From: Sascha Vogt
Date: 2004-09-30 18:31:31 -0400
Subject: How to cope with big big big but braindead ISPs
More information..: http://www.milter.info/#Support
One of the biggest (aprox. 40% marketshare) ISPs in Austria is the Austrian
Now this ISP, lets call them AON from now on, uses 12 dedicated
SMTP-Servers to deliver mail of their dialup and DSL-customers. They are
called email01... to email12.aon.at. Dont ask me why but if you dig for one
of these hosts in DNS you will learn they are using RFC 1918 addresses for
them and have no MX-Records defined.
For incoming traffic they have another one, called email.aon.at with a real
IP-Address and of course the MX-Record of aon.at is pointing to that host.
So of course milter-sender refuses to accept mail from these 12 servers and
gives them a nice errormessage explaining that they are violating RFC 3330
and some other and therefore are f*cking loosers.
Wonderfull, really nice :-)
40% Marketshare, are FOURTY PERCENT! Thousands of employes... A call-center
with at least three levels to filter callers before they might get in touch
with a person who might have heard something like RFCs exists...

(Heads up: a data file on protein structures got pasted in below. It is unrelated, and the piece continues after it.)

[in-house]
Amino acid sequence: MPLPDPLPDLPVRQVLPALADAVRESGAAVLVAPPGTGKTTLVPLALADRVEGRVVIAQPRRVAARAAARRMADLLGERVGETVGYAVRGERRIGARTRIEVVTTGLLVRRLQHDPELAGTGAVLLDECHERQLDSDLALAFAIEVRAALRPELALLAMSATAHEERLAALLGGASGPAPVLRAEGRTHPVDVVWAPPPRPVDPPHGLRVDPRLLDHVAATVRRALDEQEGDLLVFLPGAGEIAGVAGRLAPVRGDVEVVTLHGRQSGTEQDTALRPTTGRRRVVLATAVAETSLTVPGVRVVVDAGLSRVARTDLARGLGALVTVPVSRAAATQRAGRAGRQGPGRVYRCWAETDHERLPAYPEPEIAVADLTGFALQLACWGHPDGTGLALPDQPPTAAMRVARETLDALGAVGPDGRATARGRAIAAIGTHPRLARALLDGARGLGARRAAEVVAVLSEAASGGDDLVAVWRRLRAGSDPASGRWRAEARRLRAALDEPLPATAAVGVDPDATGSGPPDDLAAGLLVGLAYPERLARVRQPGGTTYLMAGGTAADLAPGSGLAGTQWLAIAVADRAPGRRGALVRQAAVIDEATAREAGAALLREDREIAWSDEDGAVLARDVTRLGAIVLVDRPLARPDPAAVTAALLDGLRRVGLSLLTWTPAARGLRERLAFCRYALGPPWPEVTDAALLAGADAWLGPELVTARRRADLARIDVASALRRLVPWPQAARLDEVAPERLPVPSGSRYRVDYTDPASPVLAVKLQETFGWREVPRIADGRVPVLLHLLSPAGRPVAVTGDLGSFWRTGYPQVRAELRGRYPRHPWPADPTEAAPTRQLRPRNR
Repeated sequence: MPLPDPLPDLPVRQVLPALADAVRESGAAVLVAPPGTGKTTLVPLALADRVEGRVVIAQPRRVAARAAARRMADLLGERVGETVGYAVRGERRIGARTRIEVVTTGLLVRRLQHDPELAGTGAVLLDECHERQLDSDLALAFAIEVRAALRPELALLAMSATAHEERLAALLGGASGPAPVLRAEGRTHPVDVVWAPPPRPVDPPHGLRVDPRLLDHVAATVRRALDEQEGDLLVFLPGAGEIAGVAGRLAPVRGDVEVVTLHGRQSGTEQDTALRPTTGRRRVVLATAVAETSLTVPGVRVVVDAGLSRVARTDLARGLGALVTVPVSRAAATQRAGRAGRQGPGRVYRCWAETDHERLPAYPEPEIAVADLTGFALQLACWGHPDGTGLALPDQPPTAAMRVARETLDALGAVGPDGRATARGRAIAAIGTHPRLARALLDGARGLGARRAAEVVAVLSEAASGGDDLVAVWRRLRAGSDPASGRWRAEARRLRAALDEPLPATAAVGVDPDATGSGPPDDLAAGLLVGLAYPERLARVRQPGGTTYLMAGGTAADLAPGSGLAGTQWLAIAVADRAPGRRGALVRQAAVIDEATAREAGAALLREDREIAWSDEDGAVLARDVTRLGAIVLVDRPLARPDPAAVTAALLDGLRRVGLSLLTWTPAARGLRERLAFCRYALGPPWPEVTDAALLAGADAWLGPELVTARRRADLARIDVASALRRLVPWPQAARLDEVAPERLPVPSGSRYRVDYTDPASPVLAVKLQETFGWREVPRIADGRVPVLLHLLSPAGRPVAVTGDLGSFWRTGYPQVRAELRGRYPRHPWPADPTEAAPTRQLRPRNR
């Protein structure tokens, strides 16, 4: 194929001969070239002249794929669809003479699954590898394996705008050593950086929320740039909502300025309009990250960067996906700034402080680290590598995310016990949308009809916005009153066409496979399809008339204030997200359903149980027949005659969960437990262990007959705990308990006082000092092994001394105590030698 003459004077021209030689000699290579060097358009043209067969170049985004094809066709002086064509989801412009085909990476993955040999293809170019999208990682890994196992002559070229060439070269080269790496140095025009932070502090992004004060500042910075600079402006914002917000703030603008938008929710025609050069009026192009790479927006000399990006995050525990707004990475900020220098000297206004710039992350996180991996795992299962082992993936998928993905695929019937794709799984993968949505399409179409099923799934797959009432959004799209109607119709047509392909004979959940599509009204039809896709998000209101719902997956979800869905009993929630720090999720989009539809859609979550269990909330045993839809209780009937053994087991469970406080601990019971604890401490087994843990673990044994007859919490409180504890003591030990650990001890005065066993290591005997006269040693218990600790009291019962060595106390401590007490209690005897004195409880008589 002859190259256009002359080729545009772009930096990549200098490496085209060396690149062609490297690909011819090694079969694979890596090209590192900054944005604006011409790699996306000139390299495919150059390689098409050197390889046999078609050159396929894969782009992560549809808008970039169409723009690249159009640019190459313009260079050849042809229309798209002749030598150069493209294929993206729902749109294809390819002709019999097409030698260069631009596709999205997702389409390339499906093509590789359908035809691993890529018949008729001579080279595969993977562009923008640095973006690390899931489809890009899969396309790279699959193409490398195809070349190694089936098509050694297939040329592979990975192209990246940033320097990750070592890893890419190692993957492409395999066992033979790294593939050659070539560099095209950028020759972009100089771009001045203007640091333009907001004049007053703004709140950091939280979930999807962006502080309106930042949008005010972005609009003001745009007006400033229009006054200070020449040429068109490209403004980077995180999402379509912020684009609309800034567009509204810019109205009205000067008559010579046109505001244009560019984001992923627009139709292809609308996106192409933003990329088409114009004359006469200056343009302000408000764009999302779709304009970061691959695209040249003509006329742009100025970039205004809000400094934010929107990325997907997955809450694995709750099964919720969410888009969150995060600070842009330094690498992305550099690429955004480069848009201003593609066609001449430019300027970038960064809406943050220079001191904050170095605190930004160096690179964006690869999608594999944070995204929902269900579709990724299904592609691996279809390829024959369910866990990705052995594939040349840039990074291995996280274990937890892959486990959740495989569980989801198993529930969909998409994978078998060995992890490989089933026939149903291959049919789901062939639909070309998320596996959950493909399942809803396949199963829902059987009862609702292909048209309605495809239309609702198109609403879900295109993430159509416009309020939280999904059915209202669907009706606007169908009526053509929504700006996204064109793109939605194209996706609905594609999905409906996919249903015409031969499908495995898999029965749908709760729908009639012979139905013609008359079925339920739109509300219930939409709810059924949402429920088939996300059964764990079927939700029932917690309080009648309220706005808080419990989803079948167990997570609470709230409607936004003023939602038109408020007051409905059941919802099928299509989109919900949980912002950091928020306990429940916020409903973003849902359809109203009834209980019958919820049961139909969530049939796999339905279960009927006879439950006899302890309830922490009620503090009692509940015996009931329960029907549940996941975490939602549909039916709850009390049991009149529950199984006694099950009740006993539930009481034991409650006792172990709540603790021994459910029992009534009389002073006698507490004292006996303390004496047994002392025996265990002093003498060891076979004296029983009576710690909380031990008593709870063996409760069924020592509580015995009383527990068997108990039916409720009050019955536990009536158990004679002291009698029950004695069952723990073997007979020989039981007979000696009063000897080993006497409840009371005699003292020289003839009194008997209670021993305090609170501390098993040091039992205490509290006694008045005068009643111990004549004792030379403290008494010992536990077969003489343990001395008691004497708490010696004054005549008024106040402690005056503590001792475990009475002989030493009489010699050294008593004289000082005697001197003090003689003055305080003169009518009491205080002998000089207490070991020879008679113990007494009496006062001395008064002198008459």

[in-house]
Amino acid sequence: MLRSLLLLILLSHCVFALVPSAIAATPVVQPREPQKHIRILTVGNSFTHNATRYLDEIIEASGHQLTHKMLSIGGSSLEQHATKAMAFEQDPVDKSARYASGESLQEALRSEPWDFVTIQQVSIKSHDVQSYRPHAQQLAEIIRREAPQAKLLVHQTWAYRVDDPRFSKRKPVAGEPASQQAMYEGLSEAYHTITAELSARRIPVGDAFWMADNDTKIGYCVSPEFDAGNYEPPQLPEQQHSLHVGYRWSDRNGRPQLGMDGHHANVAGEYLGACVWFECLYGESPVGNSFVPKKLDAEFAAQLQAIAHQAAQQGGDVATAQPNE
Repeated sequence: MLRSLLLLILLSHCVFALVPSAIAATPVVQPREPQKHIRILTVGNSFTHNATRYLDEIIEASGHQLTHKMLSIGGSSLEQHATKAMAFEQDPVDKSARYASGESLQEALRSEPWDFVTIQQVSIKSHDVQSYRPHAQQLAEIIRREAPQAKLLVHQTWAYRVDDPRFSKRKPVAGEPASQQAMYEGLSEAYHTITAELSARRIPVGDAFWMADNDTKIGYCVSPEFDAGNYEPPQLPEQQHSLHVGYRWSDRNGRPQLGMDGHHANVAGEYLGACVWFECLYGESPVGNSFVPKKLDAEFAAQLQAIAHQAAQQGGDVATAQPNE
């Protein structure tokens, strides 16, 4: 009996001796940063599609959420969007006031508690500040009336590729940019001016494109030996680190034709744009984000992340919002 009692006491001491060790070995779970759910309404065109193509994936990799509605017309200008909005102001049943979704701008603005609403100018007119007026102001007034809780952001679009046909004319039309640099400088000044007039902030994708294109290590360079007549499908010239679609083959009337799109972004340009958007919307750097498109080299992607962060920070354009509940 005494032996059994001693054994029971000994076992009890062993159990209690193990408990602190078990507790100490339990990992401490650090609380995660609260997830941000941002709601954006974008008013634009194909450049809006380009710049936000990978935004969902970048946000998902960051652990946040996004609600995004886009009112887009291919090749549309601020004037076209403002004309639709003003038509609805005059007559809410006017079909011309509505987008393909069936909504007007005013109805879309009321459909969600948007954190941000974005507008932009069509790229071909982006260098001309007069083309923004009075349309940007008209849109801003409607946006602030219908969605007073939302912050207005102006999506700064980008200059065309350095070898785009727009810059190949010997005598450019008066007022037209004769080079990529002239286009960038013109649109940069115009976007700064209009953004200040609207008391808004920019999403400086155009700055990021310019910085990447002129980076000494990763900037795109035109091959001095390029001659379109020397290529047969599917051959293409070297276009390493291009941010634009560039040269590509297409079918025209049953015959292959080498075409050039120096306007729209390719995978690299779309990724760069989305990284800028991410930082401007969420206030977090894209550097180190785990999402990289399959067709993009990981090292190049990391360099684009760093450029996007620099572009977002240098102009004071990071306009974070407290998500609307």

And of course nobody would expect somebody to read the log-files of those
And my users are moaning for mail of their beloved ones...
But being a real fan of Marks milters I wouldn't open some those options in
milter-sender or generally white-list aon.at-users. Here's my way to handle
such a braindead ISP.
Make entries for those hosts with RFC-1918 addresses in your local hosts
file. Give them the IP of the inbound Server (email.aon.at)
Create /etc/mail/mailertable entries for each of them to...
Milter-Sender see's a valid IP for those hosts now and doesn't claim
RFC-3330 violations any more and he asks email.aon.at to verify the
senders. AND none of the filter-mechanisms had to be disabled for the rest
of the world.
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